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Wednesday, September 19, 2007

More on the Broad prize, our children's CFE dividend, and the parent voice

Although NYC did receive the Broad prize, as widely expected, our letter from parents protesting the award was mentioned in the NY Times today.

David Quintana, a parent whose statement we posted yesterday, and who participated in the focus group that met with Broad researchers, was quoted both in the Times and in today’s NY Sun .

In case anyone is wondering, none of us spoke out to deny NYC students their fair share of $375,000 in scholarships; (NYC was guaranteed at least $125,000 in funds as a Broad finalist.) God knows if these students got through our public school system alive – where fewer than 50% graduate in four years, they deserve it!

We knew our letter would have no effect on these scholarships. Eli Broad is a long-time supporter of many of the education initiatives of this Mayor, has given millions of dollars to DOE, and is in full agreement with the administration’s emphasis on corporate, top-down management, free market competition, and more charter schools. Indeed, we had heard months ago that the fix was in.

Instead, we were trying to ensure that the dissenting voices of parents would be reported along with the award, and to this extent we were successful.

In any event, the Broad award doesn't change the fact that DOE continues to misuse of millions of dollars of state class size reduction funds – in the process, depriving thousands of children of their right to smaller classes -- or the fact that thousands more students are forced drop out of school each year without getting a fair chance to earn a HS diploma, without their fates ever being reported in the official statistics. It is the ability of all these thousands of children to succeed in school and life that we continue to fight for.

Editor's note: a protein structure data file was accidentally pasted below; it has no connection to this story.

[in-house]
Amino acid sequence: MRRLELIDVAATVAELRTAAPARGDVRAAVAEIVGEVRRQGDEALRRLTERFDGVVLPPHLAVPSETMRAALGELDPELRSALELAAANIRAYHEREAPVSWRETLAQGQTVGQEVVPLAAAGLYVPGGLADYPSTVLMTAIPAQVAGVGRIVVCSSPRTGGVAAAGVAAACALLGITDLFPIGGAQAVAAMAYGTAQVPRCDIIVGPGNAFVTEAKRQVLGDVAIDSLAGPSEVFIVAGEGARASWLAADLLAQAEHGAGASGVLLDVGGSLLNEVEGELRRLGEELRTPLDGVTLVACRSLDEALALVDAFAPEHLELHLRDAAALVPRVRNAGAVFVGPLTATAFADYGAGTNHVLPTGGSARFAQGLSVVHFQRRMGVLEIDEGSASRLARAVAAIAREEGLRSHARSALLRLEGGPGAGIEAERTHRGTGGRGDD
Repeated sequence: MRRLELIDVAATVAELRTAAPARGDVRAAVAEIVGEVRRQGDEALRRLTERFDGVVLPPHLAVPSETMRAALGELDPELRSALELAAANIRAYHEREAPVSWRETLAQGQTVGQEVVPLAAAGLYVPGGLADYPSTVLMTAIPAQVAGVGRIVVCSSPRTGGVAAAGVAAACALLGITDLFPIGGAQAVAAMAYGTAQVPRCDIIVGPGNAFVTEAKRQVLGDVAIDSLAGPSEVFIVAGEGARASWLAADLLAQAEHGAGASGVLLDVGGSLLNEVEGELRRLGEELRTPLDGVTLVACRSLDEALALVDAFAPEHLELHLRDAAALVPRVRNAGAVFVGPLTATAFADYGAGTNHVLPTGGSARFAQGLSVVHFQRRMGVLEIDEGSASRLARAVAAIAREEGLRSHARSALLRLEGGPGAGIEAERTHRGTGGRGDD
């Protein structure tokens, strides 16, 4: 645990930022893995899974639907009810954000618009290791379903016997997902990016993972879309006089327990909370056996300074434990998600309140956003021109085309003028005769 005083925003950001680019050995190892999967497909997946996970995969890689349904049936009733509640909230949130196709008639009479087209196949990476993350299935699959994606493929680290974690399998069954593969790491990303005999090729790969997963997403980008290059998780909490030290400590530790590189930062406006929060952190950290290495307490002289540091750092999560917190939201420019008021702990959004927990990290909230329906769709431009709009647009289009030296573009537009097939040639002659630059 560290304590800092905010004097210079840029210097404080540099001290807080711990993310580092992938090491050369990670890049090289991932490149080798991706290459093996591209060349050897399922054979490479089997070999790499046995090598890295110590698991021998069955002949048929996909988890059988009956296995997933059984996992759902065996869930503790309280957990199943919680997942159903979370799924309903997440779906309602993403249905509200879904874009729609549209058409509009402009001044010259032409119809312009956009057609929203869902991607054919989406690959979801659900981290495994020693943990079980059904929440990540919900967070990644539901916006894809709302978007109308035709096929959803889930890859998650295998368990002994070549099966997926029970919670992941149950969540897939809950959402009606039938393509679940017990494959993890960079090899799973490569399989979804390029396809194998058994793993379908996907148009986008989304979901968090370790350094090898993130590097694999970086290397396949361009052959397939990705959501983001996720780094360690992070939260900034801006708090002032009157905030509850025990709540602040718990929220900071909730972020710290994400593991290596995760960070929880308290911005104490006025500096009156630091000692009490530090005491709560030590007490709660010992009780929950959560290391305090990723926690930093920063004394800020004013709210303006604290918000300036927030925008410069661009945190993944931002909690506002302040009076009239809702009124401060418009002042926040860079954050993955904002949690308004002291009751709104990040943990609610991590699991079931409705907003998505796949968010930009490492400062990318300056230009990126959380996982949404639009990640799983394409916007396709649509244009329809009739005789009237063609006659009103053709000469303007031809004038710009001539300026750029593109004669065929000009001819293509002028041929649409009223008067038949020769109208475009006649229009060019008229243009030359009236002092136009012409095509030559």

$375,000 is a pittance compare to the more than $250 million in state funds that DOE is now putting at risk because of their stubborn refusal to submit a real class size reduction plan to the state.

For more on this more important “prize’ – which represents our children’s CFE dividend, and should be spent responsibly, rather than wasted on more consultants, “data inquiry teams” and testing, see this entry and the NY Sun article from yesterday.

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